Stillman Creek (Illinois)

Stillman Creek, also known during different eras as Mud Creek, Old Man's Creek, Sycamore Creek, and Stillman's Run, is part of the Rock River watershed, and located in Ogle County, Illinois, United States. The stream was named for Isaiah Stillman, who also lent his name to the village of Stillman Valley, Illinois, which lies along the creek.

Stillman Creek
Stillman Creek Flood, Illinois 15
Stillman Creek during the 2007 Midwest flooding
Stillman Creek (Illinois) is located in Illinois
Stillman Creek (Illinois)
Location of the Mouth of Stillman Creek in Ogle County, Illinois
EtymologyIsaiah Stillman, Battle of Stillman's Run
Location
CountryUnited States
StateIllinois
CountyOgle
Physical characteristics
Sourcenear the unincorporated community of Kings
 - locationWhite Rock Township, Ogle County, Illinois
 - coordinates42°01′40″N 89°06′20″W / 42.02778°N 89.10556°W[1]
 - elevation679 ft (207 m)[1]
MouthRock River
 - location
Stillman Valley, in Marion Township, Ogle County, Illinois
 - coordinates
42°07′34″N 89°13′51″W / 42.12611°N 89.23083°WCoordinates: 42°07′34″N 89°13′51″W / 42.12611°N 89.23083°W[1]

Course

Stillman Creek originates near Kings, Illinois and continues its course through Ogle County until it reaches the Rock River at its mouth.[1][2] The creek is 18.0 miles (29.0 km) long.[3]

Natural history

Before the Rock River country was settled, which includes the area surrounding Stillman Creek, 35% of the land was covered with prairie; as of 2000 there were 48 acres (190,000 m2) of pre-settlement prairie remaining within the Rock River basin.[4] The land surrounding the Rock River and its tributaries is home to a wide variety of plant and animal species. Found throughout the Rock River country 122 species of native birds, 33 species of reptiles, 78 species of mammals, 33 species of native mussel and 10 species of native crustaceans.[4] Of the 950 plant taxa found in the river country, 27 are ferns species.[4] In total, 56 species of Illinois endangered or threatened species make their habitat within Rock River country.[5]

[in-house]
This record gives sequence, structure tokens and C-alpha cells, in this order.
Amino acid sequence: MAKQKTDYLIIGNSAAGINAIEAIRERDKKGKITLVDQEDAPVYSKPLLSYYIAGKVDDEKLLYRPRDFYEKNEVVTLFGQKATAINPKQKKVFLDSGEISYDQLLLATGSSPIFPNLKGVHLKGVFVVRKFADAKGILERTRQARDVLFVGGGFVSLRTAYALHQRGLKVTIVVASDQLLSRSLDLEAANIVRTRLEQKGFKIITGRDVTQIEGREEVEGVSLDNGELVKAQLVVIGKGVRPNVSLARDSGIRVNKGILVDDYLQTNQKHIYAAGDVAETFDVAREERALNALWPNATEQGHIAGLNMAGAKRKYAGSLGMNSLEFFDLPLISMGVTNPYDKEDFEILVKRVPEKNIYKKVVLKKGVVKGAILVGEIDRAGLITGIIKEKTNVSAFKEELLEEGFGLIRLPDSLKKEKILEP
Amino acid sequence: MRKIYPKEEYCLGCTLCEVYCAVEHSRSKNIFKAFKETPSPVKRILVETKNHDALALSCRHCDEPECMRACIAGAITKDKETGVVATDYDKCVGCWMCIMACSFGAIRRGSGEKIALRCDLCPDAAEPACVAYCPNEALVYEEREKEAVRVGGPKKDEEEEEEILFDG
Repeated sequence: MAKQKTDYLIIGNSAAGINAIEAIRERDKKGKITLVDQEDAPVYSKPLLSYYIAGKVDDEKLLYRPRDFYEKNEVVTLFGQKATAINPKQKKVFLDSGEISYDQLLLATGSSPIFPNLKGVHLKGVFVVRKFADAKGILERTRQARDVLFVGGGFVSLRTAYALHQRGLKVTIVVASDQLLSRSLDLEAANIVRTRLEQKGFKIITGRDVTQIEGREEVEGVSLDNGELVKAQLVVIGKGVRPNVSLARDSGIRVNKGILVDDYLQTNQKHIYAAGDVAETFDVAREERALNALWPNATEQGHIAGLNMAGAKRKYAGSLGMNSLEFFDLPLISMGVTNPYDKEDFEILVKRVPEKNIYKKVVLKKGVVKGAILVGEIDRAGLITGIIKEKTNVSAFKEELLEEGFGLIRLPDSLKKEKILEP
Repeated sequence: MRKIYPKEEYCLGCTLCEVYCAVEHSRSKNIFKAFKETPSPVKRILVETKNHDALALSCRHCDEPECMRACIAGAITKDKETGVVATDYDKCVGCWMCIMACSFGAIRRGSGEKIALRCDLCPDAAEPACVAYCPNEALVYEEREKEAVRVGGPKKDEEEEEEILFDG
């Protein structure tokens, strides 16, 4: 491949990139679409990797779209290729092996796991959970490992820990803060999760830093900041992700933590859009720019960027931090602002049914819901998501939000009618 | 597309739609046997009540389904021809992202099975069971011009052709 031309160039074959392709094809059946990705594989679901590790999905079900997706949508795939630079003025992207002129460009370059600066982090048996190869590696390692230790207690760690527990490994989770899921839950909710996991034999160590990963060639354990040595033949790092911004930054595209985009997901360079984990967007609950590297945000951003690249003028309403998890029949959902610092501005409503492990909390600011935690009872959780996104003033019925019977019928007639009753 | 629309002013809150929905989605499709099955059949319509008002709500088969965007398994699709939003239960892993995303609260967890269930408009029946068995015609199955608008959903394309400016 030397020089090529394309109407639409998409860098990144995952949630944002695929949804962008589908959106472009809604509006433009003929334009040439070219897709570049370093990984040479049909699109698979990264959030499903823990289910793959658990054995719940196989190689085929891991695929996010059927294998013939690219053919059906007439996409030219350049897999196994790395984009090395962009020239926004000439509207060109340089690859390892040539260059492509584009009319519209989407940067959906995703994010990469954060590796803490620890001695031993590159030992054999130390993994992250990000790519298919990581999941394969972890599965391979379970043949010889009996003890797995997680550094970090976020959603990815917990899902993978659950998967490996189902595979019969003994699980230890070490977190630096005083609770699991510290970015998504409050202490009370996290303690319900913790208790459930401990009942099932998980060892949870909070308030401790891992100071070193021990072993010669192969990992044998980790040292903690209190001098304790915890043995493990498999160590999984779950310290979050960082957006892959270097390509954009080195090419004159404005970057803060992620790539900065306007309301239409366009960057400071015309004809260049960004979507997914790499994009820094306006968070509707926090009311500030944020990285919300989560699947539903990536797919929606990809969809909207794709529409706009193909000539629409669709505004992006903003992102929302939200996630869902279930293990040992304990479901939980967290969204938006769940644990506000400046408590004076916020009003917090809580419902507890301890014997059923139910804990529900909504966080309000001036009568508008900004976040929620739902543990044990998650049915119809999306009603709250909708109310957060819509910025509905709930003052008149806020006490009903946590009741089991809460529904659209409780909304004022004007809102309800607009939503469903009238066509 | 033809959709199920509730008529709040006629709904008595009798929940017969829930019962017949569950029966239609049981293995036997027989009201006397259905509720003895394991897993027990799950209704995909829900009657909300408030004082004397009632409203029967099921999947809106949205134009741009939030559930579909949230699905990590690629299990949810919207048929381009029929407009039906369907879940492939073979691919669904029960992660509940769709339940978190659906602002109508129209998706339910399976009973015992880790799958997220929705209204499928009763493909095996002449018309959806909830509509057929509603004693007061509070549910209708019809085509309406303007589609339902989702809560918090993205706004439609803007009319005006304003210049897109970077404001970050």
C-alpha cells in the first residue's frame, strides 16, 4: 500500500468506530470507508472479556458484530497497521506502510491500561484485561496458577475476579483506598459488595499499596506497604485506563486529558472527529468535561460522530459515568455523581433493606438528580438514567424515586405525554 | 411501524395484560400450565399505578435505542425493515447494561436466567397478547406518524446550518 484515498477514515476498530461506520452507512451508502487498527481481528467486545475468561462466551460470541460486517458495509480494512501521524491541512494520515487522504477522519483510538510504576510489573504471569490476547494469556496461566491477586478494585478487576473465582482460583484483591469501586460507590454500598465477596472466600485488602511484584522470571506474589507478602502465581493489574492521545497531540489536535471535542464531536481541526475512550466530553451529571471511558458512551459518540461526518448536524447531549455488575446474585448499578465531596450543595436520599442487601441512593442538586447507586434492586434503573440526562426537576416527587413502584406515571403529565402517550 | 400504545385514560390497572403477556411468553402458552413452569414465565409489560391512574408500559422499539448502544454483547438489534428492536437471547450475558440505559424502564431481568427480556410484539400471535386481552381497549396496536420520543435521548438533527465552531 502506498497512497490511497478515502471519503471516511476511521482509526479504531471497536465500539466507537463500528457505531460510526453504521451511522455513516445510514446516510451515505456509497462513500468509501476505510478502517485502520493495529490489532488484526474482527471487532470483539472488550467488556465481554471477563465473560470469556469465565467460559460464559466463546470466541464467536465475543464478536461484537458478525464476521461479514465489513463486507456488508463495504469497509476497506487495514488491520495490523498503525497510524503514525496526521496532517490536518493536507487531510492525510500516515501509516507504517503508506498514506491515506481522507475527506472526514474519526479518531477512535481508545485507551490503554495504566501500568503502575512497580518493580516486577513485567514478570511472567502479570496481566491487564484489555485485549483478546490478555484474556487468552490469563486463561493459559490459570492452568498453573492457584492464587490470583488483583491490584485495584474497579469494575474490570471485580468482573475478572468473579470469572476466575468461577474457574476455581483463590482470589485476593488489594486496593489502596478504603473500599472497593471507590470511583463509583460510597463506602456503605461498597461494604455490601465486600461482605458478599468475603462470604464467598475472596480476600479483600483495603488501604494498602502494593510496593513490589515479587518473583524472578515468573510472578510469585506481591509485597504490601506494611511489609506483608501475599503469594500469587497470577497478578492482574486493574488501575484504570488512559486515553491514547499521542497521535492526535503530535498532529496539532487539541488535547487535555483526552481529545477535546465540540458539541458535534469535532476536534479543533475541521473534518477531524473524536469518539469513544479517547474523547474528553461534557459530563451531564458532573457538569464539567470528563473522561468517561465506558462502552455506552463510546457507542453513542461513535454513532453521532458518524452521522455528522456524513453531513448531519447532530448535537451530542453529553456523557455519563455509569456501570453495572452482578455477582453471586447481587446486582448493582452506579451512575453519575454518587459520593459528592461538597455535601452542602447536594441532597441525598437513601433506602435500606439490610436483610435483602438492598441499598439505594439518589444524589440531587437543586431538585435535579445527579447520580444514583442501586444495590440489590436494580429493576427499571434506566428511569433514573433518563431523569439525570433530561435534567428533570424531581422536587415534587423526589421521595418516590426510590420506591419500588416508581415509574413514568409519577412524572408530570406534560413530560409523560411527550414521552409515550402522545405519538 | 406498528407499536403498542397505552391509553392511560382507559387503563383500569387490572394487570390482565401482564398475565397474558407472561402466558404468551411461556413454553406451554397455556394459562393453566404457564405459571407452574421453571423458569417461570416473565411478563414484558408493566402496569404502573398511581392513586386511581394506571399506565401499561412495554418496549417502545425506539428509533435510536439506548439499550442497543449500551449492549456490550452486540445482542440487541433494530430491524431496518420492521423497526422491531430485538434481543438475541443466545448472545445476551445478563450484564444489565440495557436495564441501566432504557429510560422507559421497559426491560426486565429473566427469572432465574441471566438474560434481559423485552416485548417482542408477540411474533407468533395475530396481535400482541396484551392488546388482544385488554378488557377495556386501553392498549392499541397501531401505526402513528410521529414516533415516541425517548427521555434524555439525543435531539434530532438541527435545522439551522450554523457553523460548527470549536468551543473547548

History

The creek was the site of the 1832 Battle of Stillman's Run during the Black Hawk War. The battle and the creek became humorously known as "Stillman's Run" after Stillman and his men fled the battlefield in defeat, believing they were being chased by thousands of Chief Black Hawk's warriors.[6][7] The use of the word "run" was a double entendre describing both the creek and Stillman's "tactics" during the battle.[7] It has been known by other names as well, those include, Mud Creek, Old Man's Creek, and Sycamore Creek.[1][6] The stream's current name, Stillman Creek, descended from Isaiah Stillman, who also lent his name to the village of Stillman Valley (via the creek), along the creek, in Ogle County.[8] A 1999 water quality assessment by the Illinois Environmental Protection Agency rated Stillman's Creek as "good," along with about 78% of the rest of the water ways found in the Rock River watershed.[2] In modern times, the village of Stillman Valley has been authorized to discharge treated wastewater into the creek.[9] During the 2007 Midwest flooding the creek poured over its banks.

Geography

Stillman Creek's elevation is 679 feet (207.0 m) above sea level and it is part of the Rock River watershed.[1][10]

Notes

  1. ^ a b c d e f "Stillman Creek". Geographic Names Information System. United States Geological Survey. January 15, 1980. Retrieved 2006-07-26.
  2. ^ a b "Rock River Watershed," (PDF), The Condition of Illinois Water Resources 1999, Illinois Environmental Protection Agency. Retrieved 14 August 2007.
  3. ^ U.S. Geological Survey. National Hydrography Dataset high-resolution flowline data. The National Map Archived 2012-04-05 at WebCite, accessed May 13, 2011
  4. ^ a b c "The Rock River Country," At a glance." Retrieved 14 August 2007.
  5. ^ "The Rock River Country," p. 3. Retrieved 14 August 2007
  6. ^ a b "Battle of Sycamore Creek Archived 2007-10-17 at the Wayback Machine, Abraham Lincoln Digitization Project, Northern Illinois University. Retrieved 14 August 2007.
  7. ^ a b Matile, Roger. "Maj. Stillman’s run: advancing to the rear," Ledger-Sentinel (Oswego, Illinois), 24 May 2007. Retrieved 14 August 2007.
  8. ^ "History of Stillman Valley," Village of Stillman Valley, official site. Retrieved 14 August 2007.
  9. ^ "NPDES Permit No. IL0031275, (PDF), Illinois Environmental Protection Agency, Division of Water Pollution Control, 19 May 2006.
  10. ^ Sinclair, Robert A. "Rock River Basin: Historical Background, IEPA Targeted Watersheds, and Resource Rich Areas," (PDF), Illinois State Water Survey, April 2006, Illinois Department of Natural Resources, p. 8. Retrieved 14 August 2007.

References

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